"50% oxygen" with hospital BiPAP?

Kristina1

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Hoping our resident respiratory experts can answer this for me. Yesterday I unexpectedly went under anesthesia-- if I'd known in advance I would have brought my own bipap. When I woke up I requested bipap due to difficulty taking deep breaths after sedation. They set up a hospital bipap but completely ignored my assertions of my home settings, including the fact that though I told them I don't have O2 at home on my bipap, they insisted on 50% oxygen. I feel like Ive read on the forums that oxygen is NOT advised for PALS and could be problematic? Is what they did inadvisable in future?
 

patrick123

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You are correct that using oxygen. But for short term use you should be ok. It's long term use you should worry about. It's not unusual to be put on oxygen after surgery. Sedation can make breathing more difficult.
Patrick
 

Nikki J

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As long as they are monitoring you. But are you in UMass? Make them page the oncall for your neuro to ok it.
 

Kristina1

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Yes I was at UMass but I'm home now.
 

KimT

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I'm glad you are home now. In the future, you might want to carry information about your condition that requests they call your neuro before doing anything.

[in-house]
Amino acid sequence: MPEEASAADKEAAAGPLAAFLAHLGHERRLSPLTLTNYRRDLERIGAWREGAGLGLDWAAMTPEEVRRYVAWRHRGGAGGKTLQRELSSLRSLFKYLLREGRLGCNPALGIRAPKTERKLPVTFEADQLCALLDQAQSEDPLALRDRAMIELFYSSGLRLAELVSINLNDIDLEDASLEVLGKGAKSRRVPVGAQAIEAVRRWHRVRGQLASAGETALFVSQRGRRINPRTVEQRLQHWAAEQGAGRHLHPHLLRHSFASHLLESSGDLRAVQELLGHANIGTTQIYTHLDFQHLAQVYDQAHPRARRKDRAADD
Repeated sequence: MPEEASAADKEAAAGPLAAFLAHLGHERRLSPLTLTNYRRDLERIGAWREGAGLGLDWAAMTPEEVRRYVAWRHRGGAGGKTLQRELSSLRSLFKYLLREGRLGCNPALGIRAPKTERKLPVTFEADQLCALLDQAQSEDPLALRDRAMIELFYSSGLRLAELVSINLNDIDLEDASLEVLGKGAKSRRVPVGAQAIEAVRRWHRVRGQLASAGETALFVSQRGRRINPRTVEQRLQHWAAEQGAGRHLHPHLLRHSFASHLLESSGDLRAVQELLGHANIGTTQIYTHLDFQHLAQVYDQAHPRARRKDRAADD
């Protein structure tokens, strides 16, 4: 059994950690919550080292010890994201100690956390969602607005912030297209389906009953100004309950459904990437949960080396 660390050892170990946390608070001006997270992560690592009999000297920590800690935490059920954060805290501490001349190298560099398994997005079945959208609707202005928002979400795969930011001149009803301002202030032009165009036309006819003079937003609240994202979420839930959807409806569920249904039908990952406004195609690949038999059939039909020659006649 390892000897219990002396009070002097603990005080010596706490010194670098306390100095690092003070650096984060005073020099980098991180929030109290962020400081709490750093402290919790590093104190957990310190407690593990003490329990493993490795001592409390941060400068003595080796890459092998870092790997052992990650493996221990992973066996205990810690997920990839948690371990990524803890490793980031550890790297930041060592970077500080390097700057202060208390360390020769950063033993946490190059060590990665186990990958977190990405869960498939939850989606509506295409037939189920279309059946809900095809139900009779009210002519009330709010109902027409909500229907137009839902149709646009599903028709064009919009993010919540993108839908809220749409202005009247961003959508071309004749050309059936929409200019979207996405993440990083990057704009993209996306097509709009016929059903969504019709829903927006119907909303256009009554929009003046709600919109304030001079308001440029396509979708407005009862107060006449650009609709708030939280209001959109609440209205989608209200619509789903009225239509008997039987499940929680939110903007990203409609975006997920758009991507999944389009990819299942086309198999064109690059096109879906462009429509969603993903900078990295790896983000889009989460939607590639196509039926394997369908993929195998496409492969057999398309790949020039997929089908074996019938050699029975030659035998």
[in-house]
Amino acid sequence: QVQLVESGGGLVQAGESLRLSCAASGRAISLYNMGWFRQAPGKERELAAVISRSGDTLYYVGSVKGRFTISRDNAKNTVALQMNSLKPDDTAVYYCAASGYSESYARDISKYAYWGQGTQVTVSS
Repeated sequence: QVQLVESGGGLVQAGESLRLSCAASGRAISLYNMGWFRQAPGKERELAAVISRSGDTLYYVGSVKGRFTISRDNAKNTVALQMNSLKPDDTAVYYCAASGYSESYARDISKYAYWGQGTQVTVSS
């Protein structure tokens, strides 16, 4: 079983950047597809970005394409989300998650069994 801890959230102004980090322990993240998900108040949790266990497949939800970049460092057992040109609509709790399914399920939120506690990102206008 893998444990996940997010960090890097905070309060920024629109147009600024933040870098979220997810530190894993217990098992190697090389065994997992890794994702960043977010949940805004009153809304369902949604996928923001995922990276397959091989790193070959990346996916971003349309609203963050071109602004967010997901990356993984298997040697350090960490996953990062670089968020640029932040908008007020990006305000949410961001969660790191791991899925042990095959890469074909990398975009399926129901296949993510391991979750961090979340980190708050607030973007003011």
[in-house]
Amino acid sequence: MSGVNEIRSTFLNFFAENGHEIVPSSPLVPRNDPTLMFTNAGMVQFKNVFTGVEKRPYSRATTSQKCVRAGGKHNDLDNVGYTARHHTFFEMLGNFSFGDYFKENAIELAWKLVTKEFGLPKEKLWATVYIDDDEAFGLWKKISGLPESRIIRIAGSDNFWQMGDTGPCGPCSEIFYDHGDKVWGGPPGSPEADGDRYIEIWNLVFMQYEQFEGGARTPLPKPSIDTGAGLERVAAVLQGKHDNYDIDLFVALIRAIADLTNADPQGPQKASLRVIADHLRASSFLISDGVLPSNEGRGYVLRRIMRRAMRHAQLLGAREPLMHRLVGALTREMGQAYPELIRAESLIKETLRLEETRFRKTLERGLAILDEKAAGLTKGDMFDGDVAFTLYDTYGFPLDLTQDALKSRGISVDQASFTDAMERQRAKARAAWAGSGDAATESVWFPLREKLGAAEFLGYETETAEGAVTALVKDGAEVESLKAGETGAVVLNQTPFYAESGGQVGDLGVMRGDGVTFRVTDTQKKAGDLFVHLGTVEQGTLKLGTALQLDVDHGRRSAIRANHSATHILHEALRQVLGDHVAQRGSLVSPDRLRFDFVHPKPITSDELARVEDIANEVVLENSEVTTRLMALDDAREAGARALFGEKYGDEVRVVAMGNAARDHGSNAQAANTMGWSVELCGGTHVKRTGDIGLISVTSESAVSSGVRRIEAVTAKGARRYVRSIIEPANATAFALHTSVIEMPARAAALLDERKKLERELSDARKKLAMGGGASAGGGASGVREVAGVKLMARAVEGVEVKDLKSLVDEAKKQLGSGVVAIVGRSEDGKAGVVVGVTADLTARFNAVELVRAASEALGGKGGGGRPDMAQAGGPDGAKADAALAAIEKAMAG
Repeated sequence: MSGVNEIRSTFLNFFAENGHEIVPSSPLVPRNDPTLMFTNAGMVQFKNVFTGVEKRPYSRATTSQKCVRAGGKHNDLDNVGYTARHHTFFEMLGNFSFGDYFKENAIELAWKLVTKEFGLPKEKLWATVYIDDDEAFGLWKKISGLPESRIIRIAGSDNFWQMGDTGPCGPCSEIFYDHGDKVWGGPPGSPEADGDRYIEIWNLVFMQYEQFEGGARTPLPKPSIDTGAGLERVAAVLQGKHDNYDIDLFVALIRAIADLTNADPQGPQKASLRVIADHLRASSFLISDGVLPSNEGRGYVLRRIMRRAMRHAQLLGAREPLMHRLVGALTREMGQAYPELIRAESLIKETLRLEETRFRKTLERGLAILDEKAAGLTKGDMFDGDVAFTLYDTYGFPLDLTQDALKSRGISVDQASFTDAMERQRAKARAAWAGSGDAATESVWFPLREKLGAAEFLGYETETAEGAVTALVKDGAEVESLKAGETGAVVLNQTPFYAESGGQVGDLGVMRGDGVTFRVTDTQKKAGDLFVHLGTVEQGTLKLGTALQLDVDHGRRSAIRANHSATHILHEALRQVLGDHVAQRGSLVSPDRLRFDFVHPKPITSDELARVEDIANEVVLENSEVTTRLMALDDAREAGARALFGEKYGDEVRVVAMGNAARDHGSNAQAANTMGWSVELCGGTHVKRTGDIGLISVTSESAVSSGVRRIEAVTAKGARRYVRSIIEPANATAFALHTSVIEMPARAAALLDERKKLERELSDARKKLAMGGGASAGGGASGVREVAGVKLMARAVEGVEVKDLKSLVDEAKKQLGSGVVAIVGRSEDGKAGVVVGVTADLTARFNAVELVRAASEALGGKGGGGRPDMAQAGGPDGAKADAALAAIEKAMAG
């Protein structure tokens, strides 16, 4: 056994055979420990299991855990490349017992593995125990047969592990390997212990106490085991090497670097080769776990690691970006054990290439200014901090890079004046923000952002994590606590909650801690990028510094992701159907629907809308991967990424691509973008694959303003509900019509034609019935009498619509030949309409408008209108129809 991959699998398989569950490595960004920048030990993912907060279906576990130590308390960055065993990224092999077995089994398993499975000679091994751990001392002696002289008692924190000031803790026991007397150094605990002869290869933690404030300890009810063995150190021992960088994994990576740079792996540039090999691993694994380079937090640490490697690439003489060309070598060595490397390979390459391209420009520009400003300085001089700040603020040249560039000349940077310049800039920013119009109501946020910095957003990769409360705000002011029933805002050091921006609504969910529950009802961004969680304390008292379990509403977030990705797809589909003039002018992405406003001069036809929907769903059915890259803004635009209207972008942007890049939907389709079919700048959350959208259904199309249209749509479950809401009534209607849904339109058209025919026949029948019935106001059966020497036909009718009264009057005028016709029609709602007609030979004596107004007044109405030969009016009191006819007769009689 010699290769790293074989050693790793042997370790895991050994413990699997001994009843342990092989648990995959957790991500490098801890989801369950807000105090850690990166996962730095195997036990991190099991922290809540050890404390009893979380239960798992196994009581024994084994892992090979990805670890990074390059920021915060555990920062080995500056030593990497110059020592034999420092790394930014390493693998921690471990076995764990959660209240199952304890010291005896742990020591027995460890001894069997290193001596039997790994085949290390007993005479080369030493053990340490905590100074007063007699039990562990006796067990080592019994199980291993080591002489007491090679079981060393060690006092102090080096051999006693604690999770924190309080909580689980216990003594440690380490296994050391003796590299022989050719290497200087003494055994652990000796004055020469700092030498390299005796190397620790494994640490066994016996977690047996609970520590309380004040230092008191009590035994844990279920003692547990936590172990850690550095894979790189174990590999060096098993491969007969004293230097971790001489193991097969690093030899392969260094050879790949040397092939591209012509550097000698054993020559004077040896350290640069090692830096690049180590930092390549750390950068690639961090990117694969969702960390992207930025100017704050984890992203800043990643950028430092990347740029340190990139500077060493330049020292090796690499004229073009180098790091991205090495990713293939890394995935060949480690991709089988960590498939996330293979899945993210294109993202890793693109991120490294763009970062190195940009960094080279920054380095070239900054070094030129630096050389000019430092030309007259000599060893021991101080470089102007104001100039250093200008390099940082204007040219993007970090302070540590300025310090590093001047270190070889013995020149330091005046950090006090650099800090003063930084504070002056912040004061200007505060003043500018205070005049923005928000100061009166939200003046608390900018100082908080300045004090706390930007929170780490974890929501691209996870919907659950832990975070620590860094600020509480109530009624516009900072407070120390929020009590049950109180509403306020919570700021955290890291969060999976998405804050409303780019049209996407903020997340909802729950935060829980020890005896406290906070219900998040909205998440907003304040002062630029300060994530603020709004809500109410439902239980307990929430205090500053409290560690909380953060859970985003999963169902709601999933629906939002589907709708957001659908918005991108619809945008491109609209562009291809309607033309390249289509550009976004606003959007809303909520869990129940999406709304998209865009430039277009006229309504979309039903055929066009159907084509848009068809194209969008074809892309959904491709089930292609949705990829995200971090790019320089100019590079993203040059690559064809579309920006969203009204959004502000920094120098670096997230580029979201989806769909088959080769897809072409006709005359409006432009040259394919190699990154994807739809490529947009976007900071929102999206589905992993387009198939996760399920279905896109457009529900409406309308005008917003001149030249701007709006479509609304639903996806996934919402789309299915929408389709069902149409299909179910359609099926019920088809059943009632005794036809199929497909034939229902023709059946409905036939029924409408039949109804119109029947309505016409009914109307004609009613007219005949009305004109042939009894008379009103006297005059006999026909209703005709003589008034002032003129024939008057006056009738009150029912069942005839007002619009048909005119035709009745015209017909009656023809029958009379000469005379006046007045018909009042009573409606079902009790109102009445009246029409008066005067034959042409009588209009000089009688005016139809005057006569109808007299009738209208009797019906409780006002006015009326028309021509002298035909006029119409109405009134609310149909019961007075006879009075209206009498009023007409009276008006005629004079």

lgelb

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I'm sorry you had a clueless team, Kristina.

Diane, while the risk of O2 is reduced w/ BiPAP, I'm sure you'd acknowledge it's non-zero. Kristina also mentioned that they changed her machine settings, making the O2 blend more problematic.

Semi-hijack -- even in hospitals with ALS clinics, the rest of the staff is generally clueless and there is generally no coordination with ALS clinic staff, who are likely unaware you are there unless you told them and are unlikely to be consulted. And even if they become aware, ALS folk may not be inclined or welcomed to dig in if they did not admit you. If you enter a hospital, presume nothing and birddog everything.

You have inspired me to update the emergency protocol summary we worked on earlier this year, to include the inpatient setting. Then I got ambitious and am trying to cut it to a page...stay tuned.

Best,
Laurie
 

Kristina1

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It was frustrating because they could barely understand me (repeating 3-5 times, forced to use only key words). My phone, which has both a communication app and a list of my bipap settings, was not in the recovery room, and my husband was not allowed in with our kids who we didn't have time to find a babysitter for! I find when busy people like doctors can't understand me and maybe dont agree with what they did understand it's easy to get steamrolled. They were all really kind and respectful but it bothered me not to be able to communicate intelligently and be heard.
 

affected

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How frightening it must have been to be in there and not be able to get your needs across!
How are you feeling now?
 
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